6) Kate, that hasn’t always been the case. Some of the early Bond continuations were written by relative unknowns. Although this does seem to be changing.

    7) Having said all that, I do genuinely wish you well, Sophie. You certainly do seem to be fully aware of the pitfalls as well as the opportunities. I still don’t quite understand why you’re doing it, but I hope it works out well.

  11. Ian Cundell says:

    Couple of points re Kate’s post:

    1. *Feeling* entitled and *being* entitled are not the same thing; Many fans have A Raging Sense of Entitlement (that’s ARSE)…

    2. With that in mind, fans are probably the worst possible people to do continuations. Admirers on the other hand, maybe… (although Rosencrantz ans Guildenstern might disagree…)

    3. Moffat/ Gatiss’s reboot of Sherlock works not because they are fanboys, but because they are scrupulously respectful of the source material; Magg’s HHGTTG likewise (and the tweak to the end clearly done out of love of the man – Adams – rather than the work).

    But wouldn’t it be really great if people made new stuff?

  12. tu says:

    Interesting discussion, wish I hadn’t come so late. As a reader I have mixed feelings about work that deviates from ‘an original’. Spoofs and crazy spin-offs are fun, and a good parody compliments the original (and makes good reading on its own), while legends and lore will always be enjoyed in various forms… But commissioning new authors to extend an established series (in the same form)? Surely, the people who most want a series to continue are likely to be the ones to spot differences with new authors? I suppose books are routinely reworked for film and TV, so it’s just another evolution.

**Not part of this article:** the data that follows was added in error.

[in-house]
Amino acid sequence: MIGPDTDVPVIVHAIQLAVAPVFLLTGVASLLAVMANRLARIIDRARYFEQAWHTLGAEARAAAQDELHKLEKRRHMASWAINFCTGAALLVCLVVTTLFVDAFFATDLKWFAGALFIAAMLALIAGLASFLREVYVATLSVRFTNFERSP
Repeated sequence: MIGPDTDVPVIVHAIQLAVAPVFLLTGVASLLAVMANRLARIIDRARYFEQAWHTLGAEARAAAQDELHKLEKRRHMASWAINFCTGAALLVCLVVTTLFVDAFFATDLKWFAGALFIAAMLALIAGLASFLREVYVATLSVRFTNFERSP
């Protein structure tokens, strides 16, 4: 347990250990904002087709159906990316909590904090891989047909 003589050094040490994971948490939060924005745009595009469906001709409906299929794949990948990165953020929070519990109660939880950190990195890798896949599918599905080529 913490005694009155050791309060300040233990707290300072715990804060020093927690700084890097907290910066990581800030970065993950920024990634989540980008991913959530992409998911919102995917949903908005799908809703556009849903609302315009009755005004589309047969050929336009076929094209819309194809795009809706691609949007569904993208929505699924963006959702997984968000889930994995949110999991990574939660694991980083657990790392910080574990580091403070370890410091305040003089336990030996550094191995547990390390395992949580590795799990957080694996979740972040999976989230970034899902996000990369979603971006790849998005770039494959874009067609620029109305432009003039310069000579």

‘Fan fiction’ is a term that always sounds deeply dodgy, though; like a stalker who wears the same clothes and says ‘I love you’.

  13. admin says:

    Thanks for dropping in, Tracey. Love that description of fan fiction! I agree with your point that the ones who most want a series to continue are the ones who are going to be playing “spot the difference” – which must make it horribly difficult for the new author!

    Having said that, I’m coming round to the idea that Bond continuations at least are becoming (or perhaps are already) sufficient of a tradition, because so many have been done, that it’s not quite the same as merely continuing in the same style.

    Incidentally, I’ve been told that since a new writer took over Robert Jordan’s Wheel of Time series (no, me neither), the quality of writing has drastically improved. So there can be upsides 🙂

    None of this, however, excuses Sebastian Faulks’ imminent assault on the legacy of P.G.Wodehouse. Nothing good can come of that, surely?

  14. tu says:

    Well, I agree, but right now I can’t talk about Bond, not since the M incident. (Sniffs.) Judi Dench made it for me. (Wails, somewhat sulkily.) I’ll get over it.
    Faulks on Wodehouse? I’ll be wondering, now, about how that turns out.